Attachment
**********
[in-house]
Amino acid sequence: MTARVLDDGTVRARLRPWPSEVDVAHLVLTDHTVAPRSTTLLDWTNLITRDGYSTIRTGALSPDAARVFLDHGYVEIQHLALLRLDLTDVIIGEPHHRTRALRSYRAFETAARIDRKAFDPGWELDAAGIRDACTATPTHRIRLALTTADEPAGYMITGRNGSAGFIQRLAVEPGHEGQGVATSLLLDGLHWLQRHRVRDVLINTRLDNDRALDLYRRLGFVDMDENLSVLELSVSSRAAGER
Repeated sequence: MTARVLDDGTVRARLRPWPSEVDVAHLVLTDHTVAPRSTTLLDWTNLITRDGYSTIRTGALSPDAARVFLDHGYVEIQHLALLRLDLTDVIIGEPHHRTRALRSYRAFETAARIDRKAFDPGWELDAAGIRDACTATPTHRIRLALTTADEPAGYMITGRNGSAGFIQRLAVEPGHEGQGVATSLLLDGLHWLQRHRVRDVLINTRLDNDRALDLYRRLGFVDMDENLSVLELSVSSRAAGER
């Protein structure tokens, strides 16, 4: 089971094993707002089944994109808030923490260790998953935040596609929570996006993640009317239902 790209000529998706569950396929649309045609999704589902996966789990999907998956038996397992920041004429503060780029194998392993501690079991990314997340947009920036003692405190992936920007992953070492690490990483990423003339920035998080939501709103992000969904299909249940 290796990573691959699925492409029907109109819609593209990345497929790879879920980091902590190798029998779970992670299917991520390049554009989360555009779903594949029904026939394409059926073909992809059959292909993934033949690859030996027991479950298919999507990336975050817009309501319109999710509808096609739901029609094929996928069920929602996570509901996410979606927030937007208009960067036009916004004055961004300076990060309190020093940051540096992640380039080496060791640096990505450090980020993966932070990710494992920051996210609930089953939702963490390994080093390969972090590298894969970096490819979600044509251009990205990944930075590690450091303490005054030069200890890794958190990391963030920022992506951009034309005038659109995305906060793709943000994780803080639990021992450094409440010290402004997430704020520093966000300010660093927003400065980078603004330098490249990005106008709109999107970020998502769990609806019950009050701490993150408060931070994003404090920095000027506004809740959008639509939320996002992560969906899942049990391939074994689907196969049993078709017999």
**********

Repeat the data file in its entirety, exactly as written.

[in-house]
Amino acid sequence: MTARVLDDGTVRARLRPWPSEVDVAHLVLTDHTVAPRSTTLLDWTNLITRDGYSTIRTGALSPDAARVFLDHGYVEIQHLALLRLDLTDVIIGEPHHRTRALRSYRAFETAARIDRKAFDPGWELDAAGIRDACTATPTHRIRLALTTADEPAGYMITGRNGSAGFIQRLAVEPGHEGQGVATSLLLDGLHWLQRHRVRDVLINTRLDNDRALDLYRRLGFVDMDENLSVLELSVSSRAAGER
Repeated sequence: MTARVLDDGTVRARLRPWPSEVDVAHLVLTDHTVAPRSTTLLDWTNLITRDGYSTIRTGALSPDAARVFLDHGYVEIQHLALLRLDLTDVIIGEPHHRTRALRSYRAFETAARIDRKAFDPGWELDAAGIRDACTATPTHRIRLALTTADEPAGYMITGRNGSAGFIQRLAVEPGHEGQGVATSLLLDGLHWLQRHRVRDVLINTRLDNDRALDLYRRLGFVDMDENLSVLELSVSSRAAGER
């Protein structure tokens, strides 16, 4: 089971094993707002089944994109808030923490260790998953935040596609929570996006993640009317239902 790209000529998706569950396929649309045609999704589902996966789990999907998956038996397992920041004429503060780029194998392993501690079991990314997340947009920036003692405190992936920007992953070492690490990483990423003339920035998080939501709103992000969904299909249940 290796990573691959699925492409029907109109819609593209990345497929790879879920980091902590190798029998779970992670299917991520390049554009989360555009779903594949029904026939394409059926073909992809059959292909993934033949690859030996027991479950298919999507990336975050817009309501319109999710509808096609739901029609094929996928069920929602996570509901996410979606927030937007208009960067036009916004004055961004300076990060309190020093940051540096992640380039080496060791640096990505450090980020993966932070990710494992920051996210609930089953939702963490390994080093390969972090590298894969970096490819979600044509251009990205990944930075590690450091303490005054030069200890890794958190990391963030920022992506951009034309005038659109995305906060793709943000994780803080639990021992450094409440010290402004997430704020520093966000300010660093927003400065980078603004330098490249990005106008709109999107970020998502769990609806019950009050701490993150408060931070994003404090920095000027506004809740959008639509939320996002992560969906899942049990391939074994689907196969049993078709017999």